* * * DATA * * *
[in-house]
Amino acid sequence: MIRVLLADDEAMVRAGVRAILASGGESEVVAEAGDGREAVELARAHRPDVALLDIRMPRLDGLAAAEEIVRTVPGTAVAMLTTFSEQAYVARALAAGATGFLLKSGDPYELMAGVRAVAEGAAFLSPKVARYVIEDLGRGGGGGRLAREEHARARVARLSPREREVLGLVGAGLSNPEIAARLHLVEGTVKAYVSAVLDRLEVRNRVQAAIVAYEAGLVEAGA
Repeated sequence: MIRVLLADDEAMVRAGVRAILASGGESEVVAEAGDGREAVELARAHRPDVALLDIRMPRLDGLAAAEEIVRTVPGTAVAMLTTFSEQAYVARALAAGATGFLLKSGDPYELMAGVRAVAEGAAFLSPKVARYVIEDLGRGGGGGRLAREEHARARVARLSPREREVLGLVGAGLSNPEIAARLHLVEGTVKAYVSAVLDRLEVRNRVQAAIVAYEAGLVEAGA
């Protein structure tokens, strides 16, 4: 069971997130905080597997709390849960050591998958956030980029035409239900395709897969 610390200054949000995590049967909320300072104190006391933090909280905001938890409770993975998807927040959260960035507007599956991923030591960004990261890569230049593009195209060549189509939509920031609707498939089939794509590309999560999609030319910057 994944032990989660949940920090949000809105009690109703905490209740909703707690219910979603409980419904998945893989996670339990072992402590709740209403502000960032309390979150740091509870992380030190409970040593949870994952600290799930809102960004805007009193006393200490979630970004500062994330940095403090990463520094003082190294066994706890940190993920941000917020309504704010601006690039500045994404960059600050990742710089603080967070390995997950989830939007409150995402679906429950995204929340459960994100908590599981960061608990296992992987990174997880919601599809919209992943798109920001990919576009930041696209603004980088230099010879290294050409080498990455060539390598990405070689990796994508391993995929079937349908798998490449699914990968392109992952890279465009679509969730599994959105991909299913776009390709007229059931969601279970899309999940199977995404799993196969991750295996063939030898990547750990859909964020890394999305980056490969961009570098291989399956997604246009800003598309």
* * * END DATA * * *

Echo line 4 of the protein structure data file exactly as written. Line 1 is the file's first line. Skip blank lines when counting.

């Protein structure tokens, strides 16, 4: 069971997130905080597997709390849960050591998958956030980029035409239900395709897969 610390200054949000995590049967909320300072104190006391933090909280905001938890409770993975998807927040959260960035507007599956991923030591960004990261890569230049593009195209060549189509939509920031609707498939089939794509590309999560999609030319910057 994944032990989660949940920090949000809105009690109703905490209740909703707690219910979603409980419904998945893989996670339990072992402590709740209403502000960032309390979150740091509870992380030190409970040593949870994952600290799930809102960004805007009193006393200490979630970004500062994330940095403090990463520094003082190294066994706890940190993920941000917020309504704010601006690039500045994404960059600050990742710089603080967070390995997950989830939007409150995402679906429950995204929340459960994100908590599981960061608990296992992987990174997880919601599809919209992943798109920001990919576009930041696209603004980088230099010879290294050409080498990455060539390598990405070689990796994508391993995929079937349908798998490449699914990968392109992952890279465009679509969730599994959105991909299913776009390709007229059931969601279970899309999940199977995404799993196969991750295996063939030898990547750990859909964020890394999305980056490969961009570098291989399956997604246009800003598309």